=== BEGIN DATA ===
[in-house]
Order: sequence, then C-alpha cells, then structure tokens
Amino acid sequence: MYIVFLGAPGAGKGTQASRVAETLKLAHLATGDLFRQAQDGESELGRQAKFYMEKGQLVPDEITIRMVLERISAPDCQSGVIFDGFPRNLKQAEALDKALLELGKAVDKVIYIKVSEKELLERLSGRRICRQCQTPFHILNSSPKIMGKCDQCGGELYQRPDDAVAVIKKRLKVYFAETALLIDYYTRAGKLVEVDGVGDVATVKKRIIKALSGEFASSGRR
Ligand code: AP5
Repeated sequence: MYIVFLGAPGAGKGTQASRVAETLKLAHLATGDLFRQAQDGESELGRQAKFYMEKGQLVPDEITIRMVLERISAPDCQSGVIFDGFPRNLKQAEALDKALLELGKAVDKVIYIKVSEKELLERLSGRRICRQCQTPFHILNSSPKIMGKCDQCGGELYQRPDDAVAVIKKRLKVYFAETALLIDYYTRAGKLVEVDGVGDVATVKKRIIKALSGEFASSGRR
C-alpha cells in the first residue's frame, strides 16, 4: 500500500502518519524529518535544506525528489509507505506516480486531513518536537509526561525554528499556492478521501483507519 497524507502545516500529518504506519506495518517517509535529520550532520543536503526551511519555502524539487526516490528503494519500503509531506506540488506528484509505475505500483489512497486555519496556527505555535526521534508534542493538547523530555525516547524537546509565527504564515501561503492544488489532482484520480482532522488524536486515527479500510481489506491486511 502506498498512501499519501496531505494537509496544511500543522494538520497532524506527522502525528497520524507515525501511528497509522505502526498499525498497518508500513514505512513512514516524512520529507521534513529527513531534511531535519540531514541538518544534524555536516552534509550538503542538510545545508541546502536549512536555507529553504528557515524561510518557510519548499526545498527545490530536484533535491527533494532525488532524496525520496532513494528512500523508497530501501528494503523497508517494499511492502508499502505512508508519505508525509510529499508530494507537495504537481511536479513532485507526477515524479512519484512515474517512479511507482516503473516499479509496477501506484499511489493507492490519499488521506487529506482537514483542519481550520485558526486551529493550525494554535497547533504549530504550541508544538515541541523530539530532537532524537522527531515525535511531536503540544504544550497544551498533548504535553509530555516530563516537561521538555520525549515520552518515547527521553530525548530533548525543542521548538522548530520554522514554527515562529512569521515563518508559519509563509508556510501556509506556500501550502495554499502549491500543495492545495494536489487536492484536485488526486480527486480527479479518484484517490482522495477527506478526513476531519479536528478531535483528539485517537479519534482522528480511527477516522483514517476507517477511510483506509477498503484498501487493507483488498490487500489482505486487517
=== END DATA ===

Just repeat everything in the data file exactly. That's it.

[in-house]
Order: sequence, then C-alpha cells, then structure tokens
Amino acid sequence: MYIVFLGAPGAGKGTQASRVAETLKLAHLATGDLFRQAQDGESELGRQAKFYMEKGQLVPDEITIRMVLERISAPDCQSGVIFDGFPRNLKQAEALDKALLELGKAVDKVIYIKVSEKELLERLSGRRICRQCQTPFHILNSSPKIMGKCDQCGGELYQRPDDAVAVIKKRLKVYFAETALLIDYYTRAGKLVEVDGVGDVATVKKRIIKALSGEFASSGRR
Ligand code: AP5
Repeated sequence: MYIVFLGAPGAGKGTQASRVAETLKLAHLATGDLFRQAQDGESELGRQAKFYMEKGQLVPDEITIRMVLERISAPDCQSGVIFDGFPRNLKQAEALDKALLELGKAVDKVIYIKVSEKELLERLSGRRICRQCQTPFHILNSSPKIMGKCDQCGGELYQRPDDAVAVIKKRLKVYFAETALLIDYYTRAGKLVEVDGVGDVATVKKRIIKALSGEFASSGRR
C-alpha cells in the first residue's frame, strides 16, 4: 500500500502518519524529518535544506525528489509507505506516480486531513518536537509526561525554528499556492478521501483507519 497524507502545516500529518504506519506495518517517509535529520550532520543536503526551511519555502524539487526516490528503494519500503509531506506540488506528484509505475505500483489512497486555519496556527505555535526521534508534542493538547523530555525516547524537546509565527504564515501561503492544488489532482484520480482532522488524536486515527479500510481489506491486511 502506498498512501499519501496531505494537509496544511500543522494538520497532524506527522502525528497520524507515525501511528497509522505502526498499525498497518508500513514505512513512514516524512520529507521534513529527513531534511531535519540531514541538518544534524555536516552534509550538503542538510545545508541546502536549512536555507529553504528557515524561510518557510519548499526545498527545490530536484533535491527533494532525488532524496525520496532513494528512500523508497530501501528494503523497508517494499511492502508499502505512508508519505508525509510529499508530494507537495504537481511536479513532485507526477515524479512519484512515474517512479511507482516503473516499479509496477501506484499511489493507492490519499488521506487529506482537514483542519481550520485558526486551529493550525494554535497547533504549530504550541508544538515541541523530539530532537532524537522527531515525535511531536503540544504544550497544551498533548504535553509530555516530563516537561521538555520525549515520552518515547527521553530525548530533548525543542521548538522548530520554522514554527515562529512569521515563518508559519509563509508556510501556509506556500501550502495554499502549491500543495492545495494536489487536492484536485488526486480527486480527479479518484484517490482522495477527506478526513476531519479536528478531535483528539485517537479519534482522528480511527477516522483514517476507517477511510483506509477498503484498501487493507483488498490487500489482505486487517